Tebby Ramasike

Tebby Ramasike
South Africa
Cohort 1 : 2002-2004
Website: TeBogODance

Choreographic projects:

  • ‘Silent Moments’
  •  ‘If you can’t chain my soul then chain the world’



(The abstract below forms a sketch of current creative work in progress, which forms part of the European Cultural programme 2007-2013 – (EUCLID) and based on the research work by Tebby Ramasike.

The text below focuses on my recent research on dance, choreography and a cross-pollination of dance idioms, based on my thesis under the working title, The Spiritual Body as a Tool of Communication in a Global Society – An Artistic Venture into Developing New Cultural Meanings, by a Cross-Pollination of Dance Idioms and Semiotics, during my Master degree studies, at the Dance Unlimited Programme, in Arnhem, The Netherlands.

This research takes a form of a journey, a spiritual journey for that matter, going deeper into a search of a soul, with reference to the body, communication, cultural exchange through dance and choreographic approach, enhancing a movement vocabulary implemented with elements drawn from dramatics (theatrical elements), emotions/sensations, a relationship to the society/audience and a desire to portray a story through dance. In this spiritual journey of the body, as well as it is a search for my cultural identity in the global society, in which cross-pollination with other cultures is portrayed through the language of dance and the body movement in its sacredness and implementations.

The focus here is about how to communicate my own culture with other cultures in the present day. To find own language and strategy in this crosspollination and a platform to merge this work, a dance fusion, in today’s global society, as manner of speaking, in its realms to integrate and pursue multiculturalism. In my approach of rediscovering the cross-pollination of African Dance with other dance forms – drawing solely from the spiritual and ritualistic modes, not in the traditional or ethnic form but creating a new language in which to explore the similarities and differences, reducing, if not cutting all boundaries, in developing a new language in which the soul becomes a common device of communication through movement and dance – with references to our historical and traditional roots which still play an important role in my deepest belief as an African – the identity that cannot be shed apart by any development into the modern world.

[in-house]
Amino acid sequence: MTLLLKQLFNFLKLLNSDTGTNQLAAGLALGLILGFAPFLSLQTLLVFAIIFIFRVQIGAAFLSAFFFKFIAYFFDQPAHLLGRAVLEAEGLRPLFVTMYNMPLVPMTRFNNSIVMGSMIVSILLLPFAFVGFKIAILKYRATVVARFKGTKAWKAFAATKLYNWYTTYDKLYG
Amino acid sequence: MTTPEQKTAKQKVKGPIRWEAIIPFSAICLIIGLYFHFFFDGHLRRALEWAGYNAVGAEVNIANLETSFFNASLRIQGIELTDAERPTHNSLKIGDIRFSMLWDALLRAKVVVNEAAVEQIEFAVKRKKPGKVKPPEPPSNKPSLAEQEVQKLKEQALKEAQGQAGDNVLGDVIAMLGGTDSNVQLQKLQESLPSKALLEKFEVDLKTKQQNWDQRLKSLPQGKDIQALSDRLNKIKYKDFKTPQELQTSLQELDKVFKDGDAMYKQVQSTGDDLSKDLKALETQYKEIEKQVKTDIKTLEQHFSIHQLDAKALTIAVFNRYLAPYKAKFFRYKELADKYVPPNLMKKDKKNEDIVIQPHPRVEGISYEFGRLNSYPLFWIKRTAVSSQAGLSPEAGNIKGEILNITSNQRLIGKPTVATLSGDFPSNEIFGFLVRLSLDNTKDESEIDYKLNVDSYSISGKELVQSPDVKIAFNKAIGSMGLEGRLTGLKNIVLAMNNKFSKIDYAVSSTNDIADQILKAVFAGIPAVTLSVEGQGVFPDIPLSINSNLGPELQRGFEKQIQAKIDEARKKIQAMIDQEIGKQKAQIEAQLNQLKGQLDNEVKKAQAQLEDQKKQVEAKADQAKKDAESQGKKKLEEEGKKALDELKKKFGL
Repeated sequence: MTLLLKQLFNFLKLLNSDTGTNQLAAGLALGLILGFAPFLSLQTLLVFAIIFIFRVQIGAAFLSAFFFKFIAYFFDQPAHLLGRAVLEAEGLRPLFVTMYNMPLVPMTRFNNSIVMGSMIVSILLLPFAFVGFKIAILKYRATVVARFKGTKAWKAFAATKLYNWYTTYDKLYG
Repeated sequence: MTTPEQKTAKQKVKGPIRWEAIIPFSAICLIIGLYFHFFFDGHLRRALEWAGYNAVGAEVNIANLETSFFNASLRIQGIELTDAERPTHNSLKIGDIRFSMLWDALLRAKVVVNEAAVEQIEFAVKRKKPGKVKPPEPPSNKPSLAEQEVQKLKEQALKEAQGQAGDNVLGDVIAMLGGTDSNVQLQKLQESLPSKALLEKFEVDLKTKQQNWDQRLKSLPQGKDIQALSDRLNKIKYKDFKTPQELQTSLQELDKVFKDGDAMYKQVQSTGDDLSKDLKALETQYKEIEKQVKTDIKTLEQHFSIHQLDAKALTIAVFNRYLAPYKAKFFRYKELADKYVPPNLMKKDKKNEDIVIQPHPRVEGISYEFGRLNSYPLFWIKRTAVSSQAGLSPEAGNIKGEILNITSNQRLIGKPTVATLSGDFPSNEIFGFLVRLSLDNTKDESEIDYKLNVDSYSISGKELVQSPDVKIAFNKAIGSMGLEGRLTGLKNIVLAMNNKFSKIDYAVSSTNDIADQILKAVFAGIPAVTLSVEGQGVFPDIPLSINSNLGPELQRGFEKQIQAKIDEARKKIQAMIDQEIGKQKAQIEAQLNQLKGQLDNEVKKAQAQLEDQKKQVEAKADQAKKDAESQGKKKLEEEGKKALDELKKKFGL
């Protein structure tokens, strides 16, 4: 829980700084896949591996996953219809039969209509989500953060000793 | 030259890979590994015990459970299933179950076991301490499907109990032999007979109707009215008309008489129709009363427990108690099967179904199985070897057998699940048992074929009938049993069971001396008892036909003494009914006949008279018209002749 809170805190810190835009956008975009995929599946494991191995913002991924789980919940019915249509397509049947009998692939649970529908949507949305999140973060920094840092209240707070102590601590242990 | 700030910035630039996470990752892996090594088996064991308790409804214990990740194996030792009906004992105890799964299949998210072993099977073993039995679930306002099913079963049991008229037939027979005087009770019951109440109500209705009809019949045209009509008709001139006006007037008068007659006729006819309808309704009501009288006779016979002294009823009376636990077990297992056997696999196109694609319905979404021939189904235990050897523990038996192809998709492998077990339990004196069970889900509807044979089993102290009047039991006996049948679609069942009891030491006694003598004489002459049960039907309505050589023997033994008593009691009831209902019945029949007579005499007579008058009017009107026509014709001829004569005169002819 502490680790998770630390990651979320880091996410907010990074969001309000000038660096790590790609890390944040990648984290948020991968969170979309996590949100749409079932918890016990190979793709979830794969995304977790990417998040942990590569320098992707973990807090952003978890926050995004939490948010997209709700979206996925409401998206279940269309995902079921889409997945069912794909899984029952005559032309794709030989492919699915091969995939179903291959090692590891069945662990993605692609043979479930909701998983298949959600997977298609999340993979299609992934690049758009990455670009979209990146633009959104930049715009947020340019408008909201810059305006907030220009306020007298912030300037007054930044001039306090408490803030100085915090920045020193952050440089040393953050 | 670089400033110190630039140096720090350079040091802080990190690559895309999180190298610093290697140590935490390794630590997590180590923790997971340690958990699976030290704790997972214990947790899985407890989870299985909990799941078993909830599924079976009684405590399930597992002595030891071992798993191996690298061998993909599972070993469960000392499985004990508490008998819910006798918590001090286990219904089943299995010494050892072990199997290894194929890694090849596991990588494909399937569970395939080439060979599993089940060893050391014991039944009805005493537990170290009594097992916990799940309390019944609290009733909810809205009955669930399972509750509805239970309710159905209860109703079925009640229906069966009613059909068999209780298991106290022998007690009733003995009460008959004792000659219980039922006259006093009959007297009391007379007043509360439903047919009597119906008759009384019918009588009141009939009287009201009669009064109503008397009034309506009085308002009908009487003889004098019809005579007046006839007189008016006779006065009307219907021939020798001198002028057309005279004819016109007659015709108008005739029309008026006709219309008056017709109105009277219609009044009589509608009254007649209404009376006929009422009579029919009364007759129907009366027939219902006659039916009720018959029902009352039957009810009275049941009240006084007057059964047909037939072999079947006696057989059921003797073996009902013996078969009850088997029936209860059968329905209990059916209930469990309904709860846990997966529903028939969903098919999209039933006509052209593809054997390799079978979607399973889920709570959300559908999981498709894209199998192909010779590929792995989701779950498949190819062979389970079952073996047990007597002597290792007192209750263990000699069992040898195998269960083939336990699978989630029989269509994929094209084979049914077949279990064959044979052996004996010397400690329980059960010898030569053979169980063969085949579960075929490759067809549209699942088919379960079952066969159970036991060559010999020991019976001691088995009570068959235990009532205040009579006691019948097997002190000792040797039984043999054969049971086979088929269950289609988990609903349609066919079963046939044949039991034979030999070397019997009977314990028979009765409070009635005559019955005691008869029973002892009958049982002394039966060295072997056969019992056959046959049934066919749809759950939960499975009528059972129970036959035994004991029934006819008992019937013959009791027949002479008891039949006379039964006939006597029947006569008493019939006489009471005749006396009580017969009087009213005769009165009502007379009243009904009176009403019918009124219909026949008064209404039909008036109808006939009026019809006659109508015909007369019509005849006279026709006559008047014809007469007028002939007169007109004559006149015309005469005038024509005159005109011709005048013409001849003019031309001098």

An exploration of how the body manifests itself in a spiritual journey in encompassing the norms of ritualistic ceremonies in the traditional sense, thus enhancing the cultural norms of the global society. This journey, takes form thru ritualistic dances and music of the African origin, relation to the traditional and contemporary African art. The sense of communicating this passage of rites to the African society living in the western culture and yet appealing to the western culture itself, takes us on a journal of discoveries and explorations, thus raising some questions.

-What are the norms of the African rituals appealing to the western culture? -How can we get the western society to understand this ritualistic passage? -Has the traditional body lost itself to the global society or can we, as Africans living in the western society, still hold on to our traditional norms and African roots? -Is it an ethnic appeal or a traditional modernity? -What aesthetics do we apply in portraying the ritual ceremonies in today’s world, so as to get the western to come to a full understanding and appreciation?

As we can perceive that dance, media-performance and music are some of the domains of contemporary art in Africa, where transgressions and interactions can be found not only in the African continent and the African Diaspora itself, but also in the virtual and mediators spheres as a new space for representations. These artistic interspaces are vital in fields for the negotiation of artistic positions and for the location of the artists in the global art and media world. We look at a cross-pollination of art forms – particular attention brought to dance, art and music. We look at the fusion of the traditional form and the contemporary form and the adherence of the socio-political issues in the arts both in the past and present. How is this perceived within the global society and how this is affecting the progression of the arts in a ritualistic and/or traditional sense and modern form? The placement of dance through the body, the position of music and art as tools of communication, should be given a platform of reinvention to appeal to the African origins within the global society. A close look at the relationship of these three art forms reveals how we perceive one language in retrieving may be the “lost” root of the rites of passage, in the modern language.